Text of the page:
The great advisor debate: fee-based vs. fee-only

As with all professional services, financial advisors may have biases or conflicts of interest. Ironically, advisors can get a lot of marketing mileage from appearing to eliminate conflict of interest in their practice, regardless of whether they actually do so.

A great example of this is the “fee-only” fad currently sweeping the financial advisory world. There are many different business models for financial advisors, but one big distinction is whether they are fee-only or fee-based. In brief:

  • Fee-based: Charges a fee for service, may also receive commissions if they use certain third-party investments (annuities, REITs, etc.).
  • Fee-only: Charges a fee for service, may not ever receive commissions nor use investments that pay them.
While fee-based advisors may earn commissions by offering access to third-party products, fee-only advisors may not.

The common claim is that fee-based advisors are vulnerable to conflicts of interest, while fee-only advisors are not. But this is a huge oversimplification for multiple reasons.

The many flavors of conflict of interest

Many advisors – fee-only and fee-based alike – charge their clients a percentage of AUM (assets under management). If your advisor charges you an AUM fee, and they determine some of your money would be better utilized with a third party, this presents a classic conflict of interest. Any money of yours that leaves their management means they earn a lower fee.

However, although the fee-based advisor will earn less from you in this case, he may still be compensated by that third party. This mitigates the conflict of interest for him. The fee-only advisor, on the other hand, has a one-sided incentive to keep all your investments in-house, and thus faces a stronger conflict of interest.

There are also advisors who charge their clients a flat fee or an hourly fee. Such advisors do not lose anything by referring you to third-party investments. But if they are fee-only, they must refer you to that third party rather than brokering the transaction themselves. In that case, you end up paying your advisor’s flat fee and the commission. With a fee-based advisor, you only pay one or the other.

The fiduciary difference

“But Graham,” you may ask, “if a commissioned product ever were appropriate for me, wouldn’t a fee-only advisor have a fiduciary duty to send me elsewhere to get it?”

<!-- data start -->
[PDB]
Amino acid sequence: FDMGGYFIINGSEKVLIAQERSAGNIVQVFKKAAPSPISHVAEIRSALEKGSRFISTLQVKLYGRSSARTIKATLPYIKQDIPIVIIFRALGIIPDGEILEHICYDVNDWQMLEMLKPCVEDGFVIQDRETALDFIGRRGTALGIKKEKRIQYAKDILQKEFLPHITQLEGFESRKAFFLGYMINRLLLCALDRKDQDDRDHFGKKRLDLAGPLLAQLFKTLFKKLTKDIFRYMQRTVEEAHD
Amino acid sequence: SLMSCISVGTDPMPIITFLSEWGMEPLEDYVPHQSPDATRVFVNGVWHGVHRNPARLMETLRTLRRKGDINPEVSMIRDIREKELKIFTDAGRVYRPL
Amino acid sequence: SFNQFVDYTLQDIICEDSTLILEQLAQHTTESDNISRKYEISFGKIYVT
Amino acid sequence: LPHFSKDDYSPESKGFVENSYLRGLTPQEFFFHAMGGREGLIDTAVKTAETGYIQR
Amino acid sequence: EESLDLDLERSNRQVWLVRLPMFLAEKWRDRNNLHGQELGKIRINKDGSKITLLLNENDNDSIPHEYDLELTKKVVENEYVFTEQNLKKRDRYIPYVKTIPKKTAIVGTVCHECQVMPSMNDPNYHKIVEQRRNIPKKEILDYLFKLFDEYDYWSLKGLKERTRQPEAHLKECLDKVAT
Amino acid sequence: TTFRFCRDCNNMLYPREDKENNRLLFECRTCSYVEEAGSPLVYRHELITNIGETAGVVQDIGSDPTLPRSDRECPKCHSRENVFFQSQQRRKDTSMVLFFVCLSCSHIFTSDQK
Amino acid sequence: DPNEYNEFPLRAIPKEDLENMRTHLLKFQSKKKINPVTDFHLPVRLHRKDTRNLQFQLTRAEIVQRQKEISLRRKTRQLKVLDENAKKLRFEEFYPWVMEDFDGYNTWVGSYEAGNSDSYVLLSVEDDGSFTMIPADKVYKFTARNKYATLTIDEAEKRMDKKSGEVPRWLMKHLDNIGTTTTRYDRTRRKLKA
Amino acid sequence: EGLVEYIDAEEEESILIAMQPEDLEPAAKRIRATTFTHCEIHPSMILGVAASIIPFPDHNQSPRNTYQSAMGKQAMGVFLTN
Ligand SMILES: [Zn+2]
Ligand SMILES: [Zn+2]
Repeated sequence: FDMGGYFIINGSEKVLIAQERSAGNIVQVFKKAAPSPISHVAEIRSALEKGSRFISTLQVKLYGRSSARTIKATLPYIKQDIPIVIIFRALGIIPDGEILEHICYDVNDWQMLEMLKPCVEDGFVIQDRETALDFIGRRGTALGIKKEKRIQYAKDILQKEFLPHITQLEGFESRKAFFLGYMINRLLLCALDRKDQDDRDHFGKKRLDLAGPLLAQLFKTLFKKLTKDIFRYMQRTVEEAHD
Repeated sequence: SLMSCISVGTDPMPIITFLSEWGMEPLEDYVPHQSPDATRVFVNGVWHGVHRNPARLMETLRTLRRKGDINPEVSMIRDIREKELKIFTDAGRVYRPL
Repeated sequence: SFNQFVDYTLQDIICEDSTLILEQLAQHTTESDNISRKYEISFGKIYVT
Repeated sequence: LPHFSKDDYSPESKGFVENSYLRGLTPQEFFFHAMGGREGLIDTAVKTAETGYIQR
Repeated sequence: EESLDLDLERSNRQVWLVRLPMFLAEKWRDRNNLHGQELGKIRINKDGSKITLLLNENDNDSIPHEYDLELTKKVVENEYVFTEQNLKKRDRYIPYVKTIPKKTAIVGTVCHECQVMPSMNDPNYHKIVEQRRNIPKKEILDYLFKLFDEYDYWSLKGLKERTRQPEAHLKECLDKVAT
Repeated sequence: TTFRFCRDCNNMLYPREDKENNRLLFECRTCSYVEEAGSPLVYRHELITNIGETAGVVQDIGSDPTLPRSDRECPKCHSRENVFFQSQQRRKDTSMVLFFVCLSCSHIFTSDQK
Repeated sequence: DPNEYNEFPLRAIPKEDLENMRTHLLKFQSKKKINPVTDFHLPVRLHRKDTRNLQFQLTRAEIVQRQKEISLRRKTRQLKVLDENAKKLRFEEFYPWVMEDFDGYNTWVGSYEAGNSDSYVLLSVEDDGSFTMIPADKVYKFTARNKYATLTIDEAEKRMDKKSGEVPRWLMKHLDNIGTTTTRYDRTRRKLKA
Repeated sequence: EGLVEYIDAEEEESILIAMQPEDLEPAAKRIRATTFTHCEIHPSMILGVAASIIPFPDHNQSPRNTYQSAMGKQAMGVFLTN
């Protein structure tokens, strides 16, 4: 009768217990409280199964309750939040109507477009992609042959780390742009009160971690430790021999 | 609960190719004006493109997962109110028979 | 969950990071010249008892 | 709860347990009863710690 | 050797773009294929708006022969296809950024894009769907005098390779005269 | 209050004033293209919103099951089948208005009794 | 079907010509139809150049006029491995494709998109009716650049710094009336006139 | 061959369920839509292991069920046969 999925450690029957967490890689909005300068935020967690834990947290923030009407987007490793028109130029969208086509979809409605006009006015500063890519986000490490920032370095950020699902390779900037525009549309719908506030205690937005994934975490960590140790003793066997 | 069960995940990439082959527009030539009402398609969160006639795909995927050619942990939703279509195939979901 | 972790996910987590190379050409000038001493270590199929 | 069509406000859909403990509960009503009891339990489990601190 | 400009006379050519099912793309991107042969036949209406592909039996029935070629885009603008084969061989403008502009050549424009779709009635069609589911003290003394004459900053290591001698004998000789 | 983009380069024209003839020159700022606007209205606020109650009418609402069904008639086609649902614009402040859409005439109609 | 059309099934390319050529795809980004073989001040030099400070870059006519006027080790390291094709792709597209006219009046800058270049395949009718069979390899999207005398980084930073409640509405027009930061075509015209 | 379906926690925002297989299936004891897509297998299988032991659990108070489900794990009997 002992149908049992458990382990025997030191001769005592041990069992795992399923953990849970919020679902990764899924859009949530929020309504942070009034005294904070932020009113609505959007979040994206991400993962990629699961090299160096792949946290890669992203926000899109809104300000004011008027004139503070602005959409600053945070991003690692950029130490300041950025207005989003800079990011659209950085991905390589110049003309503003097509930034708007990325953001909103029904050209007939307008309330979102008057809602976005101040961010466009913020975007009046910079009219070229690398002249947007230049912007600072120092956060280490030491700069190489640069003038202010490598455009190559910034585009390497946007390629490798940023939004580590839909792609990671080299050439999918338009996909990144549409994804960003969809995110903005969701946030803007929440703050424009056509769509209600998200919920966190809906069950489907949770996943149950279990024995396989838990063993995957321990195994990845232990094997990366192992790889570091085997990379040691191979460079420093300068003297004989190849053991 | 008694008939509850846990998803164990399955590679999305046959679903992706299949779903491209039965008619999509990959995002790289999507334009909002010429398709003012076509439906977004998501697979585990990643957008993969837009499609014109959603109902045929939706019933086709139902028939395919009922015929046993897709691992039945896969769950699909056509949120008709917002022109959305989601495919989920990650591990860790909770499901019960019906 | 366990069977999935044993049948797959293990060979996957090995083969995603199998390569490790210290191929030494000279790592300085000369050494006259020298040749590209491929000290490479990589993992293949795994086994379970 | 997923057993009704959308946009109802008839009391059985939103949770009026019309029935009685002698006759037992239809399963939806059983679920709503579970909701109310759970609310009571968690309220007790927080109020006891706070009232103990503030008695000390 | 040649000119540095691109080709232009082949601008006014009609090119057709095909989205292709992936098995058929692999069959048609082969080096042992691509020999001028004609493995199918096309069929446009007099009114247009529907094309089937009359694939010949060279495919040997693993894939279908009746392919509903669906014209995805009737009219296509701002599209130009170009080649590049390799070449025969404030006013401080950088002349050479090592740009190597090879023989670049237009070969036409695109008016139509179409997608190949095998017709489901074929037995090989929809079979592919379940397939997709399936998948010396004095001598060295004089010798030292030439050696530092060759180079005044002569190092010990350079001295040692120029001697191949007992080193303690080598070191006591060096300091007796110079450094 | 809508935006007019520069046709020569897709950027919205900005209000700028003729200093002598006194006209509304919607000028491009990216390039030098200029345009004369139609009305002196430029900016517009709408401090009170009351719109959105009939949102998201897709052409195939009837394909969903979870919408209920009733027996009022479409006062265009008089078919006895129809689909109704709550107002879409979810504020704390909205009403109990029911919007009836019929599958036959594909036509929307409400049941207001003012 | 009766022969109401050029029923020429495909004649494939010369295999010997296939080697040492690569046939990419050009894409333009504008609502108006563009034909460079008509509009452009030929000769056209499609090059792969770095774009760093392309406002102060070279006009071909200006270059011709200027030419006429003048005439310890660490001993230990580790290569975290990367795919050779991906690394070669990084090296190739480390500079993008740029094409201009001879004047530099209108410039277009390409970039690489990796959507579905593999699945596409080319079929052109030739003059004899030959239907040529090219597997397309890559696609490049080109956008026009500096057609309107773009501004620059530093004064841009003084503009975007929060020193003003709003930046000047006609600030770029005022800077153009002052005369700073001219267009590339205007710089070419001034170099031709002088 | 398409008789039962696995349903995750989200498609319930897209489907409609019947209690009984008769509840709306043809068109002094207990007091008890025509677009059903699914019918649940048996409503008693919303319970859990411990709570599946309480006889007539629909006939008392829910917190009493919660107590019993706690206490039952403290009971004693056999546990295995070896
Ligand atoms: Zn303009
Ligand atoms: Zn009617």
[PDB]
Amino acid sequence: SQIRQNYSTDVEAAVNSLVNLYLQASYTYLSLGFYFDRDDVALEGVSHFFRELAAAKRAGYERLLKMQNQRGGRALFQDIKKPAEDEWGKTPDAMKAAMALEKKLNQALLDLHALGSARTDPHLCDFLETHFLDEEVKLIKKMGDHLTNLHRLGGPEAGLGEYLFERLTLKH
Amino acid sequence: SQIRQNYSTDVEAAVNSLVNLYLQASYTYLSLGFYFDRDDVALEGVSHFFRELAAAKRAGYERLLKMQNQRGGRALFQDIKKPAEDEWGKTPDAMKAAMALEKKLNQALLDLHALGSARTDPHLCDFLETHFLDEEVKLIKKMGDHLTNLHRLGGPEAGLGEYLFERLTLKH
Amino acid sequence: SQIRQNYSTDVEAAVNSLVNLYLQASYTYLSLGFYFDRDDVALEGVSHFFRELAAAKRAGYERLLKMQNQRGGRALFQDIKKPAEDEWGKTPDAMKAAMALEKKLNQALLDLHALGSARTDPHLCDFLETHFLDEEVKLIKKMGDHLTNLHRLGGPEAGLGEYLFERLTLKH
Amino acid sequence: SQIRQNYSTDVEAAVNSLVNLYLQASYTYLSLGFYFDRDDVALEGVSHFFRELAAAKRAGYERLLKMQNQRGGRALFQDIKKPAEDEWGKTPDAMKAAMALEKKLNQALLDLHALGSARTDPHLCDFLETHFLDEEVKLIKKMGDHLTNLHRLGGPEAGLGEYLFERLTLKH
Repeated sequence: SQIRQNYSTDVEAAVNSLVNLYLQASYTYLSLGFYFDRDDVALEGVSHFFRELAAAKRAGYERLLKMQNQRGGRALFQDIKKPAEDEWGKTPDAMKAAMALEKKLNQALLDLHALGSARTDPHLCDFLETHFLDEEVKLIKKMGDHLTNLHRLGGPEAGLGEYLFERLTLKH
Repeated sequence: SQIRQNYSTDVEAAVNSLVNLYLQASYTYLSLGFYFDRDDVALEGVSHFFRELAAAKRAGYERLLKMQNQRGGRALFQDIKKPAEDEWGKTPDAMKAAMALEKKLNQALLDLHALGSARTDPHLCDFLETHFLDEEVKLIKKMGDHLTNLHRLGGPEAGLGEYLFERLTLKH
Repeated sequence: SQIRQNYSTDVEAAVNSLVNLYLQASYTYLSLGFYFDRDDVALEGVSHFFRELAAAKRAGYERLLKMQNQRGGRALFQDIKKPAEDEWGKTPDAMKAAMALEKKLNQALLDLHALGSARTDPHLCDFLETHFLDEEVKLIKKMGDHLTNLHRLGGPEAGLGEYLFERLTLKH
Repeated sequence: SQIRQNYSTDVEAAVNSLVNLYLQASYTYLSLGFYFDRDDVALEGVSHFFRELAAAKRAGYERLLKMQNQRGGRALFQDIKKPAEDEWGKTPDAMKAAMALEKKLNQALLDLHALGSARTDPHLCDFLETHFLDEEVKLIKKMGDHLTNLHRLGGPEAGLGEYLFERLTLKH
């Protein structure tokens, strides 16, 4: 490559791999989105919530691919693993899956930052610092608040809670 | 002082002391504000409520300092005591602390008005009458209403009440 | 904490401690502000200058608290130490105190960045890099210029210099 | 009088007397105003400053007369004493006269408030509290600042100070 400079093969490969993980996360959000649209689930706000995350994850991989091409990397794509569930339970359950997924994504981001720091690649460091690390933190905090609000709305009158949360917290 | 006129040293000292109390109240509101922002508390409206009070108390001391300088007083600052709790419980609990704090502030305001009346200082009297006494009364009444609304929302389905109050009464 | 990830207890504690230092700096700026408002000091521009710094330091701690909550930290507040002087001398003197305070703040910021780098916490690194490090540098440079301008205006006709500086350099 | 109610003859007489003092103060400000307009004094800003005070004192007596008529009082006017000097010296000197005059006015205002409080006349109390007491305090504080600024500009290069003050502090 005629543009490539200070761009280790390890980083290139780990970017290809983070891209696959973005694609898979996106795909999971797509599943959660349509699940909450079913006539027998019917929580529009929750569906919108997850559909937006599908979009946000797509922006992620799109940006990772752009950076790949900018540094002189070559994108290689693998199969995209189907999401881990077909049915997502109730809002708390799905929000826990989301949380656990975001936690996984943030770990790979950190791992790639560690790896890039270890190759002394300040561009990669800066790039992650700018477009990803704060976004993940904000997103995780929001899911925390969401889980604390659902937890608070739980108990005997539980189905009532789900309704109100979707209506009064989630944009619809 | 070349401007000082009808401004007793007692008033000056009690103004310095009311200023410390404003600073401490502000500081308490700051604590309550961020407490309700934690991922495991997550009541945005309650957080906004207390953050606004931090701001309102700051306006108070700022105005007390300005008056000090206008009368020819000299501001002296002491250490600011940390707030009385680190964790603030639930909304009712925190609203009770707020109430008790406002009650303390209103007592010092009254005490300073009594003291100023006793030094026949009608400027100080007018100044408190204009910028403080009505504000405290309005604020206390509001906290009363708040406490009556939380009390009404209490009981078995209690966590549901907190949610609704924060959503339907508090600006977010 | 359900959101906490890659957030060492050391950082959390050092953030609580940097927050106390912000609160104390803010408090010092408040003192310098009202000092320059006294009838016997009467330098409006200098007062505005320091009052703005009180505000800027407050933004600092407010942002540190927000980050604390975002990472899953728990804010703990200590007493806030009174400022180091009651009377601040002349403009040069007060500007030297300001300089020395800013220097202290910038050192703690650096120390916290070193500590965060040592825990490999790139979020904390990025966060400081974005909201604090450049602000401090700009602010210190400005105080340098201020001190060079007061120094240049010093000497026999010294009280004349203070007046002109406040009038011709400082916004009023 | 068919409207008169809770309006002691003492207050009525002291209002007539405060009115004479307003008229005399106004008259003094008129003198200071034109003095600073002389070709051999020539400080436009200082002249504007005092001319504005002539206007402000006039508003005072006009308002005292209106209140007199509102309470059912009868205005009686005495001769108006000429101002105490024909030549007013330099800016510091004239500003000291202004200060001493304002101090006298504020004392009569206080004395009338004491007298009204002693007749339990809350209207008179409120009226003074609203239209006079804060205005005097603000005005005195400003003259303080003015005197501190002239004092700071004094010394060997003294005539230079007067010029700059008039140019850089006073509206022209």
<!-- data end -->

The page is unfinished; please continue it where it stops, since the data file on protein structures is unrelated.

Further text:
Absolutely. But by the same token, the fee-based advisor also has a fiduciary duty not to schmooze you. In short, neither fee structure guarantees the advisor will act in your best interest. Conflicts of interest can and do take many different forms, which is why the fiduciary designation exists in the first place.

None of this is to say that the fee-only model is bad, by the way. It has its benefits and its drawbacks like anything else, and will be a great fit for some. But hyping it up as objectively superior does not work to investors’ advantage. I have an example to illustrate how this works.

The cost of hype

Although annuities are normally commissioned products, annuity companies are starting to offer versions of them where the advisor can “attach” his normal fee rather than charging a commission. I can only assume this is because they are – understandably – trying to cash in on the fad.

I rarely use annuities, but last year I was shopping some for a client and noticed something odd. Although the annuities on offer were nearly identical, the “commissioned” one would have paid my client $24,517/yr for life. The “fee-only” annuity, on the other hand, would have only paid about $21k/yr.

Had I been a fee-only advisor, I would have been able to get my client an ostensibly “guilt-free” annuity… but he would have missed out on $3,500/yr for the rest of his life! Fortunately, I had access to the market that product was designed for, and was thus able to get it for my client at a good price.

And that is because I am still a greedy, conniving, fee-based advisor.